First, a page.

7. Singing in the Dawn (Heritage Press, 1980)

8. Trends (Paisley College, Scotland, 1981)

9. Native American Writing (The Greenfield Review Press, 1982)

Forthcoming Contributions to Anthologies

1. Stories by Contemporary Native Americans (U.C.L.A. Press, 1983)

2. The First One Hundred (Bellevue Press, 1983)

3. Text/Projects (New Rovers Press, 1983)

4. Contemporary Authors/Poets (Macmillan, 1984)

5. The Male Muse (Crossing Press, 1983)


Baskets of Sweetgrass: Maurice Kenny's "Dancing Back
Strong the Nation" and "I am the Sun"

       Maurice Kenny's slim volume of only 23 poems, Dancing Back Strong the Nation (Blue Cloud Quarterly Press, 1979). now out of print, has its origins, fittingly, in the sacred Longhouse of the Mohawk Nation, oldest in the country, resting on the borders of Canada and the U.S. A second printing (White Pine Press, 1981) adds six more poems, but preserves essentially the same mood and tone of the first. Both volumes move with the mystery of poetry especially found in Mohawk dance and drum rhythms which Kenny believes to be quintessential to his work.
       Central to each volume is a series of poems inspired by the Longhouse dances, social dances that are not taboo, performed by the Wolf, Bear, and Turtle clans. When "Drums," "Dance," "Mocassin," and "The Women" are heard as a simple rhythmic piece--though printed on alternate pages--the poems become music for the listener far away from "mice in the grass/chicory in the field." "Drums drum/...rattles rattle" from the lodge as the people "come to greet and thank/the strawberry plants/growing." The beginning soft whisper of "moccasin moccasin," like leather against an earthen floor, rises in pitch as the "wind howls like a wolf on the hill," then falls again to the sound of a single "moccasin." It creates that cosy tribal closeness of the people circling together inside to the beat of the water drum while wildness of thunder and wind provide a companion sound outside. Unlike most contemporary Western poetry, nature here is not alien; all is greeted and thanked alike, "hands gnarled in sweetgrass/...hands wet with babies." Kenny's own testimony to this effect declares his {9} purpose in writing poetry: "I write about the Nation with the idea of keeping the campfires, village fires alive."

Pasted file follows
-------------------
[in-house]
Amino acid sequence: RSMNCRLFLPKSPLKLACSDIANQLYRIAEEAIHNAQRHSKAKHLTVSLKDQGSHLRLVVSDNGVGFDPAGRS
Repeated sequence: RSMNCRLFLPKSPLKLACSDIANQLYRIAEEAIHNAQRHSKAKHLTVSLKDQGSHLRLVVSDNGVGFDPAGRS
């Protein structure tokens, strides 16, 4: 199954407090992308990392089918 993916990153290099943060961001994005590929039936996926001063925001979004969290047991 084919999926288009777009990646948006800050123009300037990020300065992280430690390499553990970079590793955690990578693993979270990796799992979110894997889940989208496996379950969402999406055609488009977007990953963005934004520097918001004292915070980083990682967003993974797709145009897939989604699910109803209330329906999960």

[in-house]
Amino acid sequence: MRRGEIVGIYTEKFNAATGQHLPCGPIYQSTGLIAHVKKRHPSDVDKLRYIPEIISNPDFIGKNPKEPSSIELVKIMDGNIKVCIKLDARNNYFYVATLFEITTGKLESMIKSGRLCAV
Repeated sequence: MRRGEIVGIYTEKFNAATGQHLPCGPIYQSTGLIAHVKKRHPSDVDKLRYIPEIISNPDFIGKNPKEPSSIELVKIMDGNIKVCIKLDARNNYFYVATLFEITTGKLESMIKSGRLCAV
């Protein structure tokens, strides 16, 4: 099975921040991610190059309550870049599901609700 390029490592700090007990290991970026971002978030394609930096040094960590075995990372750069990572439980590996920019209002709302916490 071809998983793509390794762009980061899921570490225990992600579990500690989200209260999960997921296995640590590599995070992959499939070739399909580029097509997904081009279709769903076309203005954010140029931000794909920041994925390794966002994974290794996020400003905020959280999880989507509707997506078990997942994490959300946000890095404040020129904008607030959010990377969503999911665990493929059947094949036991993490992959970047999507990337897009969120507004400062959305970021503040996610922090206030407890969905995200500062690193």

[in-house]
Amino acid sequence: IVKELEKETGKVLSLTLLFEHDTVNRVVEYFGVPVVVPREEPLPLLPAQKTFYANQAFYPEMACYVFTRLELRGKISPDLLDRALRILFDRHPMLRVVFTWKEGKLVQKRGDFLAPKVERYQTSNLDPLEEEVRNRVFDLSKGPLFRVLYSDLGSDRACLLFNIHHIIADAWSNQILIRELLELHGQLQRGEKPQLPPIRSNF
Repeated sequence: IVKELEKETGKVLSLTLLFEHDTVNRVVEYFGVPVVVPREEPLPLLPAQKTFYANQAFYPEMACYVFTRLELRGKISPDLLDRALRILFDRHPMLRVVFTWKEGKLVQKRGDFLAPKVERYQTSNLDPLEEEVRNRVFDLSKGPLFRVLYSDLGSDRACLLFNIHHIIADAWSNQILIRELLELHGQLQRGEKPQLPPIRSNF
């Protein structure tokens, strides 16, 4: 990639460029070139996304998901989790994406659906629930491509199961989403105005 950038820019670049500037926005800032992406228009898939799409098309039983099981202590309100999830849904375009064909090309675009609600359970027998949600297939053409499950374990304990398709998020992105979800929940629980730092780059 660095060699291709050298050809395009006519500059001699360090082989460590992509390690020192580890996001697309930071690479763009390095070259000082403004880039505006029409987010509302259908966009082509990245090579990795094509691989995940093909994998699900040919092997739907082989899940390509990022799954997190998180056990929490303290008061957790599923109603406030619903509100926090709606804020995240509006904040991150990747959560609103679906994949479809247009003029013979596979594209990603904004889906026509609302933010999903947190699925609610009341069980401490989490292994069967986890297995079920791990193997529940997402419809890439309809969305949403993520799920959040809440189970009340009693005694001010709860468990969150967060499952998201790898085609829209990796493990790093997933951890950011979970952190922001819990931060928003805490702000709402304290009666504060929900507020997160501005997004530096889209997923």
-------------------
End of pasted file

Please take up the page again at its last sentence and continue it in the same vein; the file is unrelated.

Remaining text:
These dance poems, as well as many others in the volume, attest to Kenny's firm commitment to "our own natural speech in poetry." The first word of the untitled epigraph is "Listen..." Faces of listeners who have read the poems previously light up as Kenny's voice makes the words that have lain flat on the page dance with the chants of his childhood. Kenny, who once sang to himself in the fields where weeping willows were his sanctuary, thinks "every poem should be able to be sung, or it is not a poem." His song is the ceremonial naming of things--a listing so often heard in tribal song--discovering each thing's sacred center as in "Yaikni," "when elms were sweet/squash tasted of sun/corn grew in circles." Each song is sensual with simple tastes, smells, and touches: "cedar scented afternoon/... sweetgrass is for weaving/and summer berries/for a child's tongue..."